For safety, about half the oil refineries in the Gulf region have shut down as hurricane Isaac approaches. Gas prices are up 4 cents a gallon over a week ago – and will go higher if down time is extensive.
Just before millions of Americans get ready to hit the road for a Labor Day getaway, the price of gasoline is on the rise. Blame hurricane Isaac.
In advance of the storm hitting the New Orleans area, about half of the refineries in the storm's path had shut down for safety reasons. With the Category 1 hurricane starting to slow down and gather strength Monday afternoon before coming ashore, concerns are rising about the potential for flooding and electricity outages. Pipelines that send crude oil north to Chicago and gasoline east to Atlanta and the East Coast could also be shut down. And, it will take days to know whether offshore oil rigs, which have also been shut down ahead of Isaac, sustain damage.
On Monday, the price of gasoline on the futures market ran up 28 cents a gallon. On Tuesday, it backed off about 4 cents a gallon, but if it doesn’t come down a lot more, consumers will start to pay much more when they go to fill up the family sedan.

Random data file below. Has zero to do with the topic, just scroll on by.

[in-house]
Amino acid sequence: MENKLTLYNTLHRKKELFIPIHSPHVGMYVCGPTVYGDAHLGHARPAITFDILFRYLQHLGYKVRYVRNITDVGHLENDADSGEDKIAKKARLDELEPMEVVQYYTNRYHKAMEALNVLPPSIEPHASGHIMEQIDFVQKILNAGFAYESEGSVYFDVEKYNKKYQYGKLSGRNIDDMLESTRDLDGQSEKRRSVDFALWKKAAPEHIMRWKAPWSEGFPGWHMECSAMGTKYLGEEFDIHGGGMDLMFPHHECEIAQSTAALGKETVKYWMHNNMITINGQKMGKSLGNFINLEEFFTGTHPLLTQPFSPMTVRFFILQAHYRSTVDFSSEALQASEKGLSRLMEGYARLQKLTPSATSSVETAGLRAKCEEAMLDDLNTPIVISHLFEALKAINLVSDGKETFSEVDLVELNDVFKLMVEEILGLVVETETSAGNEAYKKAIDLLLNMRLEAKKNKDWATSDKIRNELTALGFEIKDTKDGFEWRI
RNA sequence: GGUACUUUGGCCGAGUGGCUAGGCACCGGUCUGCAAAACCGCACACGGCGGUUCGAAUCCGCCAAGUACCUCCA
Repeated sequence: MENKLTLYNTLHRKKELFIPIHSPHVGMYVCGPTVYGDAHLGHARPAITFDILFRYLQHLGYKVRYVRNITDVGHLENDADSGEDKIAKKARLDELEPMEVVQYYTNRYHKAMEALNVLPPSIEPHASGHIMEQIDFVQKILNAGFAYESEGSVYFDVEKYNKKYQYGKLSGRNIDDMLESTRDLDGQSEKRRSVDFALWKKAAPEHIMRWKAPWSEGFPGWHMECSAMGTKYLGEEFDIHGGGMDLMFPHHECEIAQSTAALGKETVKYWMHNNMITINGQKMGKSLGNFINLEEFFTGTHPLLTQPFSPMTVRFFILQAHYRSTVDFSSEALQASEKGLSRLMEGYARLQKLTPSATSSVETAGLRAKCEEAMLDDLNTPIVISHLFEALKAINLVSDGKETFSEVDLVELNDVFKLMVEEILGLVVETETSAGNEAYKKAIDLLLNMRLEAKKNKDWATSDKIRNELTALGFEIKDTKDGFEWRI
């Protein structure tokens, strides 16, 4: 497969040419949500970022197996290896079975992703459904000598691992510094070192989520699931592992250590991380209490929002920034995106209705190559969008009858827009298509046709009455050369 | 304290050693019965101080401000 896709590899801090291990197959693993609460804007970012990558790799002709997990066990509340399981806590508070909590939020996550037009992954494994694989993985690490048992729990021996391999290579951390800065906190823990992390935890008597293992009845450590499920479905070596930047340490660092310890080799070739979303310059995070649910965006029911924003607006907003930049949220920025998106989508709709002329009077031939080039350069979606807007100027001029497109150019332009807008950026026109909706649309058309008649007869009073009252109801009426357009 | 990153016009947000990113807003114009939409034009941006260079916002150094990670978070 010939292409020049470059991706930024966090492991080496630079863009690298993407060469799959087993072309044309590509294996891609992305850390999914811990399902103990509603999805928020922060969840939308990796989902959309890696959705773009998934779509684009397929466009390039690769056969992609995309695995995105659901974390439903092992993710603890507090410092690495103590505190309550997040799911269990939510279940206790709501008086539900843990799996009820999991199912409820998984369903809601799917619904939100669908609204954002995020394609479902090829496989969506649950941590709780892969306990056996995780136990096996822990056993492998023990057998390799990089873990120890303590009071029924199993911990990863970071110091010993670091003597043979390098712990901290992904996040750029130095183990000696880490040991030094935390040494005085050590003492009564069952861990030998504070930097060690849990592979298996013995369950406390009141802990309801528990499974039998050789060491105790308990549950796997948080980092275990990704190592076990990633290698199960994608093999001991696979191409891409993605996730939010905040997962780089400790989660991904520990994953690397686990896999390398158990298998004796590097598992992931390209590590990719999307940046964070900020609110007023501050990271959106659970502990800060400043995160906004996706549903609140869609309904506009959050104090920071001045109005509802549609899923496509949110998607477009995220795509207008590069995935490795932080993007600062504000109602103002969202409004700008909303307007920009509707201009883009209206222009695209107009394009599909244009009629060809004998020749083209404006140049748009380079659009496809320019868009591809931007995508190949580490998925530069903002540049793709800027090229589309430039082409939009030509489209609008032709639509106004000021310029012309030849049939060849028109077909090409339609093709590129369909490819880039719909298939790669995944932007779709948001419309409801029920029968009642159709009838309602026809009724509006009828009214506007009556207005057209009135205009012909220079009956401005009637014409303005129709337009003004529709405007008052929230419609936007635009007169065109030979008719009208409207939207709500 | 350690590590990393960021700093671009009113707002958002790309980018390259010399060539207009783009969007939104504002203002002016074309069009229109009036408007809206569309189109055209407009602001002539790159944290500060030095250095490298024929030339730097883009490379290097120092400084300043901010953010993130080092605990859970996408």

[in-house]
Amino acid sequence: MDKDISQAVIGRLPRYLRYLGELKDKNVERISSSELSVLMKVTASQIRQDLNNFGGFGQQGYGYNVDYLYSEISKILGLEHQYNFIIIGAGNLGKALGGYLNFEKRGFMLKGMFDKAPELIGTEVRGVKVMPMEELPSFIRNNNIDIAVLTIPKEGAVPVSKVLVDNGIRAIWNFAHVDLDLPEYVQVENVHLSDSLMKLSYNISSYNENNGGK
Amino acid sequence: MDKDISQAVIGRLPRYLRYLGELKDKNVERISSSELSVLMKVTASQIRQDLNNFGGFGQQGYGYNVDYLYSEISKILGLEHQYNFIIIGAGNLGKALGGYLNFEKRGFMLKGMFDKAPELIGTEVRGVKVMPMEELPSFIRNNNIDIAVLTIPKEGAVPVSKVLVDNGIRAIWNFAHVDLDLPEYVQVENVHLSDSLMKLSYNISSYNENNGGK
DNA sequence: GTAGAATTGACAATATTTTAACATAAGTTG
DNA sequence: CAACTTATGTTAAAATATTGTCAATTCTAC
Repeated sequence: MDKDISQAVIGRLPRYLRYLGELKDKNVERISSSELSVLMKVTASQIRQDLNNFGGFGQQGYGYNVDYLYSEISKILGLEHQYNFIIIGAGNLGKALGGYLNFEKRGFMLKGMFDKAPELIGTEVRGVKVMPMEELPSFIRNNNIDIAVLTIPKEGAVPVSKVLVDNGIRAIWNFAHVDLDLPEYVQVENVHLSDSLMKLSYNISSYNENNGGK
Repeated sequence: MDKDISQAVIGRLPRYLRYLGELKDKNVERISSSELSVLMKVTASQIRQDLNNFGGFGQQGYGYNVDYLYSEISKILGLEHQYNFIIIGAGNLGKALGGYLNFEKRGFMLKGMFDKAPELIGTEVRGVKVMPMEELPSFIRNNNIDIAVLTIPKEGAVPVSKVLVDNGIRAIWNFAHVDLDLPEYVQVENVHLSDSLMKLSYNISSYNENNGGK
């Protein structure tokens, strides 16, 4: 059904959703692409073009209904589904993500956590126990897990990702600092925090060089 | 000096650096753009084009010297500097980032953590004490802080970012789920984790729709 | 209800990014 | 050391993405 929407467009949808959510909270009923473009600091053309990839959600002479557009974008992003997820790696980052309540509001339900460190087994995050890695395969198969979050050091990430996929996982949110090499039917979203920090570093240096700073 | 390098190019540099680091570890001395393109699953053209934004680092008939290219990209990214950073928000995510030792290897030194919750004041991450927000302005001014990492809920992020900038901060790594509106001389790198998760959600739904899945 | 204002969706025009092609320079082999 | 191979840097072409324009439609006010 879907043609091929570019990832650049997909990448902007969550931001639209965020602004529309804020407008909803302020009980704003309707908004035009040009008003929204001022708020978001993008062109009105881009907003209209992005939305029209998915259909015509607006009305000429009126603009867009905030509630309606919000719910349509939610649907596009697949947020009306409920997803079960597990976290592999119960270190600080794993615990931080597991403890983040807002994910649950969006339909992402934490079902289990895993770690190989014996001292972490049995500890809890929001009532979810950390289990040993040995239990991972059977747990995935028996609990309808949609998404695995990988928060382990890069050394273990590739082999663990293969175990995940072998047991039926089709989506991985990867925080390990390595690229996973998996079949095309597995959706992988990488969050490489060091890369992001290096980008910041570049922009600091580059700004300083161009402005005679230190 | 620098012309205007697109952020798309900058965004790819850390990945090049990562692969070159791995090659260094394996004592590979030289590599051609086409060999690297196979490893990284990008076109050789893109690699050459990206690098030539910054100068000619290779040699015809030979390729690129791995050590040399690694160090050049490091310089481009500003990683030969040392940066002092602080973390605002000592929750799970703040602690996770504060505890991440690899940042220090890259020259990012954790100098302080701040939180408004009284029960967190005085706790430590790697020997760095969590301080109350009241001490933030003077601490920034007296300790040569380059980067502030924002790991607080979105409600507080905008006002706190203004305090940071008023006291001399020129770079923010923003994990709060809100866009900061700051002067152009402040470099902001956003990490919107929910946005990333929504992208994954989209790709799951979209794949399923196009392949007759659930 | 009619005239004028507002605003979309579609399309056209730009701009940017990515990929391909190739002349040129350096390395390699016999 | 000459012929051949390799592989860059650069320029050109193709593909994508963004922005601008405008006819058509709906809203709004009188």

At the pump, gas prices are up about 4 cents a gallon to $3.76 from a week ago, up 27 cents a gallon from a month ago, and up 15 cents a gallon from a year ago, according to AAA.
Seem like déjà vu?
After hurricane Katrina wreaked havoc in New Orleans and the Gulf Coast region in August 2005, the price of gasoline spiked by 40 cents a gallon – from $2.65 a gallon to $3.04 in a week.
Energy analysts say it’s too early to make similar predictions. Isaac is a less powerful a storm than Katrina. In addition, the oil industry learned a lot from 2005 and, presumably, will get refineries back up and running more quickly.
In a best-case scenario, refineries in the Gulf region remain shut for a couple of days. “That will push up gasoline prices,” agrees Sander Cohan, a principal at Energy Security Analysis Inc. (ESAI) in Wakefield, Mass. “But it’s not as bad as it could have been.”
That’s because gasoline inventories are plentiful, and after Labor Day demand for gasoline starts to diminish, he says. “It really depends on how many refineries shut down,” he says.